While reading Alder Yarrow’s recent post on Croatian wines at Vinography the other day, I had a bit of an “ah-hah!” moment. It had nothing to do with the part about Croatian wine. Rather, it was in response to his (re)iteration of the standardized format he uses when writing wine names. Though his logic doesn’t match mine, his post made me realize that I’d never explained my own standardization protocol and told you why I do it the way I do.
Here’s my format:
Place of origin (including cuvée and/or vineyard name and/or grape variety, as applicable) – Estate/Producer – Vintage
It’s a style that lends itself most readily to the widespread practice in Europe of naming a wine after its place of origin. For instance, here’s an example of a wine that I wrote up recently: Vouvray “Cuvée de Silex,” Domaine des Aubisières (Bernard Fouquet) 2007.
Things can get a bit awkward when applying the same structure to wines from the New World, as a wine that many people might refer to simply as “1999 Caymus Special Selection,” for instance, would become: Napa Valley Cabernet Sauvignon “Special Selection,” Caymus Vineyards 1999. I admit it doesn’t roll off the tongue in quite as easy a fashion. But it works for me.
Wine names written in this manner, even though they may appear to include an awful lot of information, really present only three basic elements: place, person and time. This construct is meant to convey, in all cases, three points that I feel very strongly about.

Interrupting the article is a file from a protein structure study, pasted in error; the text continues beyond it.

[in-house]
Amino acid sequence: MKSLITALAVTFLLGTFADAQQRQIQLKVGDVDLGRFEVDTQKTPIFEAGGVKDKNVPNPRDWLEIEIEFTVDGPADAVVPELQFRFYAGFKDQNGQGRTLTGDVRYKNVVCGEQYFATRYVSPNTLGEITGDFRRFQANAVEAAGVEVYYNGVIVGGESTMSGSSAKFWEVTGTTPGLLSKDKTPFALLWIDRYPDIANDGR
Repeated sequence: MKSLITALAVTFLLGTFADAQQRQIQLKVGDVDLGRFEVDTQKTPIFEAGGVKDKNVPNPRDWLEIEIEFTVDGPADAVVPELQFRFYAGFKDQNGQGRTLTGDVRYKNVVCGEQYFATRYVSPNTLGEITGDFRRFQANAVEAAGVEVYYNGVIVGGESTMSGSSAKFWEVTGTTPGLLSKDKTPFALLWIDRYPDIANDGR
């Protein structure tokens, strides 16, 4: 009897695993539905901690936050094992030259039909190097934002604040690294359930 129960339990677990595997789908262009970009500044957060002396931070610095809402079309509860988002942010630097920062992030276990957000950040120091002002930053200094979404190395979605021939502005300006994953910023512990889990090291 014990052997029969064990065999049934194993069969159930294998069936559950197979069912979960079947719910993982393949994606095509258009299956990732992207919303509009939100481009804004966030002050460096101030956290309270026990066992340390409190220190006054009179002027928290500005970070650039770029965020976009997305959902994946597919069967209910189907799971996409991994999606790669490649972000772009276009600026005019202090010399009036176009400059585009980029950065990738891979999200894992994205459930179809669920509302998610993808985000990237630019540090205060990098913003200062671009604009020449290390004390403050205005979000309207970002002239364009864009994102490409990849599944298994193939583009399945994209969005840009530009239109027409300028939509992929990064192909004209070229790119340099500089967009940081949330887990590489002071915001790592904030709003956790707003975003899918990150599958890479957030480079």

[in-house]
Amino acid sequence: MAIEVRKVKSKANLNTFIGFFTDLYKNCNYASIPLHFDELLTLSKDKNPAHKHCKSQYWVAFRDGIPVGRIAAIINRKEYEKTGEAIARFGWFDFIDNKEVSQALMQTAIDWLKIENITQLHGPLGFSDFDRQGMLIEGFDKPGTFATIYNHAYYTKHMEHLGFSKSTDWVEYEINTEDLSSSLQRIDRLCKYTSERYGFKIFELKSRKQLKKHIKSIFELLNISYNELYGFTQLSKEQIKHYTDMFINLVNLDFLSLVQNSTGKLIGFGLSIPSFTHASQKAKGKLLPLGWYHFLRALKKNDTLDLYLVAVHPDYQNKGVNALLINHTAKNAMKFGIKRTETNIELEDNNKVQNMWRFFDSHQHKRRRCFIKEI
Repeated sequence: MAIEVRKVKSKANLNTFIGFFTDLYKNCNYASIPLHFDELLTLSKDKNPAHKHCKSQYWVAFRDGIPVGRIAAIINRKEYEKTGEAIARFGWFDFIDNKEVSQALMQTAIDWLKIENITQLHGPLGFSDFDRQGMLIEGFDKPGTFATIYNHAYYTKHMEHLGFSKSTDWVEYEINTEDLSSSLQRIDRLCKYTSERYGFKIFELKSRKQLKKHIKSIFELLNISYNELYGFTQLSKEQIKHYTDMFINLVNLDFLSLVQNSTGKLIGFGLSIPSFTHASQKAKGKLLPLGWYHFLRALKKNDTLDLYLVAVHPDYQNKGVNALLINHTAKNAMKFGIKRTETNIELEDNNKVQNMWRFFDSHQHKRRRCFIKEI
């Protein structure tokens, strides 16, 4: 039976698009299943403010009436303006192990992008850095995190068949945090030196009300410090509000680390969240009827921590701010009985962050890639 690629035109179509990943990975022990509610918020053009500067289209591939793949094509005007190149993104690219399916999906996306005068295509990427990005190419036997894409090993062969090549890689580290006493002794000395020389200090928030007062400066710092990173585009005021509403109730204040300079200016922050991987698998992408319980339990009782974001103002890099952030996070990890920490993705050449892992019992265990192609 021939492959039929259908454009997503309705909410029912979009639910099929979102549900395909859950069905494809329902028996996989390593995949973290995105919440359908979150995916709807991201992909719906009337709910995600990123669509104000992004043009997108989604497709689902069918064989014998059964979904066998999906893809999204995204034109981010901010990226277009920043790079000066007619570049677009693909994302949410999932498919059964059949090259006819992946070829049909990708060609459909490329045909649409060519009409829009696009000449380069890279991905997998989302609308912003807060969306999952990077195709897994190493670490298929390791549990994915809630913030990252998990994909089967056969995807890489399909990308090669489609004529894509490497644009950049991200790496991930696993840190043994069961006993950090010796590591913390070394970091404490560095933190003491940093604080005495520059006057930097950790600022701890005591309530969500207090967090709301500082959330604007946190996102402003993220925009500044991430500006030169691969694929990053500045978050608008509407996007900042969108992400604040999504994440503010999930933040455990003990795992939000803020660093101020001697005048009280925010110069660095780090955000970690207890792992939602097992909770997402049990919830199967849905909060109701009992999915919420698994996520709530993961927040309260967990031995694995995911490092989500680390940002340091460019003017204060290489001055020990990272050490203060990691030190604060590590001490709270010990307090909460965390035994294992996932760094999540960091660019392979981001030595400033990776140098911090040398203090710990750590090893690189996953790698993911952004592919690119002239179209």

- Place of origin is – or at least should be, in my view – the single most important factor in determining the overall character of wine.
- It’s the person or people making the wine that nurture the wine – from vineyard to cellar – and allow it to express its place of origin as they interpret it. I like to think of the winemaker as a servant to his or her vineyards, as less important than the place but more important than the vintage in determining the overall quality of any given wine.
- Vintage is very important in the context of any single wine. All things in parts one and two being consistent, it’s the qualities of a given growing year, and the human decisions based around the vagaries of that year, that make that wine different from year to year. Vintage becomes important to understanding wine, however, only after an understanding of the wine’s place and people have already been formed.
This is obviously a big topic, one that’s open to a wide range of viewpoints. While I could go into much greater detail, I’d rather stop here, encourage questions, feedback, commentary, criticism – even outright bashing – and see where the discussion leads.